The claimant sought damages for personal injuries arising from exposure to depleted uranium whilst working for the defendant. An earlier claim had been compromised. The defendant denied liabilty and relied also on the compromise. Held: The evidence from expert witnesses was conflicting, but there was no sufficient evidence of exposure of the claimant to depleted … Continue reading David v Honeywell Normalair-Garrett Ltd: QBD 2 Mar 2006
The appellant care worker fell in snow when visiting the respondent’s client at home. At issue was the admission and status of expert or skilled evidence. Held: Mrs Kennedy’s appeal succeeded. ‘There are in our view four considerations which govern the admissibility of skilled evidence: (i) whether the proposed skilled evidence will assist the court … Continue reading Kennedy v Cordia (Services) Llp: SC 10 Feb 2016
The respondent, Mrs Kennedy was working for the reclaimers as a carer. She had been injured walking up a snowy client’s path. The reclaimer appealed against an award for damages after a finding that she should have been provided with grips for her feet in these conditions. Held: The reclaimer was granted. The Lord Ordinary … Continue reading Kennedy v Cordia (Services) Llp: SCS 19 Sep 2014
Outer House – damages after carer’s fall in snow. Held: The Outer House found Cordia liable under the PPE Regulations, the Management Regulations, and the common law. Both risk assessments for Cordia had been faulty.Lord McEwan summarised the expert evidence: He then looked at the risk assessments. Agreeing in general with the later evidence of … Continue reading Kennedy v Cordia (Services) Llp: SCS 7 Aug 2013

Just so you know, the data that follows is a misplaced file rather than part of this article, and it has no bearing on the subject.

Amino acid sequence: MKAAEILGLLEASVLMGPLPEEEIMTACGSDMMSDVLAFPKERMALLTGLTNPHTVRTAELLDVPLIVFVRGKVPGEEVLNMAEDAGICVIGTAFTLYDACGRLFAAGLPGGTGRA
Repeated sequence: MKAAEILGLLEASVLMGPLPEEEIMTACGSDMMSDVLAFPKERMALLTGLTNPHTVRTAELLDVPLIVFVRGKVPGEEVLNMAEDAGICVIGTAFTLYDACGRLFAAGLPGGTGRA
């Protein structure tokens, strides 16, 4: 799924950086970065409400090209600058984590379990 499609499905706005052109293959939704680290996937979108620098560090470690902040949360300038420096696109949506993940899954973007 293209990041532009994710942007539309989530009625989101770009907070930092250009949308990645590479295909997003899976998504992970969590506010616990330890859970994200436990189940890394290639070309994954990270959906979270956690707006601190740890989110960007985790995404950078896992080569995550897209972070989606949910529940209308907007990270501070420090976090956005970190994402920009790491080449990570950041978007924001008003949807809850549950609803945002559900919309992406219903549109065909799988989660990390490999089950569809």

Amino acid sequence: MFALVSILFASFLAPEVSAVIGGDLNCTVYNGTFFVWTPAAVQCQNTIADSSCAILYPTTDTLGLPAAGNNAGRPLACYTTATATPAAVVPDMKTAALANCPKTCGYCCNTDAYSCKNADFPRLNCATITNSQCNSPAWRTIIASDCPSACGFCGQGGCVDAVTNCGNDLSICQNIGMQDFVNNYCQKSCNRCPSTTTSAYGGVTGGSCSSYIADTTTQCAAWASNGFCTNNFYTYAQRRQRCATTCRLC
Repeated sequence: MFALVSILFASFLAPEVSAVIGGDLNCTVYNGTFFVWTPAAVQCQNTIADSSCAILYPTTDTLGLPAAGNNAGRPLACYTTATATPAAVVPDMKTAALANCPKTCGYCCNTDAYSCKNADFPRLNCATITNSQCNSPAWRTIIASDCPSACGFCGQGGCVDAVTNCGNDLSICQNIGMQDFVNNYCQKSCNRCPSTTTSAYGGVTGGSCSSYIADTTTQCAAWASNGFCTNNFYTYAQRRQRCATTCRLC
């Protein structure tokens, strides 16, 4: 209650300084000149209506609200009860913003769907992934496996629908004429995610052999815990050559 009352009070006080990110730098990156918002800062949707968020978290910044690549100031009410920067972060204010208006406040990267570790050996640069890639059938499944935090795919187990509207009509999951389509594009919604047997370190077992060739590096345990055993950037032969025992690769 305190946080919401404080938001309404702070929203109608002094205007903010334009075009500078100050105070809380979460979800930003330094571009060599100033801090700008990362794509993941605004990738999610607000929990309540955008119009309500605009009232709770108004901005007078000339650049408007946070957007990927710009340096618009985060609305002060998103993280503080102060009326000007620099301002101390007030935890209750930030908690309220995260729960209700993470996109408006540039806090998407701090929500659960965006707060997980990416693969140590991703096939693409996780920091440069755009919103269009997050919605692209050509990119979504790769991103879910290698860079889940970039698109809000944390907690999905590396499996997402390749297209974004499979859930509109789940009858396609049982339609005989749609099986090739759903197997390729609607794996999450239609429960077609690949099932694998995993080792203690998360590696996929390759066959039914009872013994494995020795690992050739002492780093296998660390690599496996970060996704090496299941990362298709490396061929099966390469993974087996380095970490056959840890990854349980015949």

The defendant had organised a team bonding day, including a cycling event. The claimant employee was severely injured falling from his cycle. He said that the defendant had been engligent in not providing cycling helmets. The circuit hosting company . .
The claimant appealed against rejection of his claim for personal injuries. He had been employed cleaning streets and when his hand was badly cut, complained that he should have had protective gloves.
Held: For equipment to be suitable, it . .
Outer House – The pursuer sought damages from her employers, saying that she had slipped on a wet floor, and had not been provided with non-slip shoes. . .
The claimant was a security guard employed to collect cash from various sites. He was robbed and shot. The employer had not provided body armour nor encouraged its use. He appealed dismissal of his claim, which had been on the basis that since he . .
A milk lorry driver was issued with protective boots. Stuck in a snowstorm, he tried to dig himself out. The boots leaked and he suffered frostbite.
Held: The compulsory element under the regulations is taken into account in the standard of . .
The claimant was employed as a milk truck driver. He was issued with a pair of boots capped to protect his feet from impact. In a snowstorm, and against company advice, he sough to dig himself out. The boots leaked and he suffered frostbite. He . .
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The officer had been cut by glass when clearing out a cannabis factory. The risk assessment had identified only a need for latex gloves. She said that given the environment heavier garden gloves should have been provided. The Chief Constable . .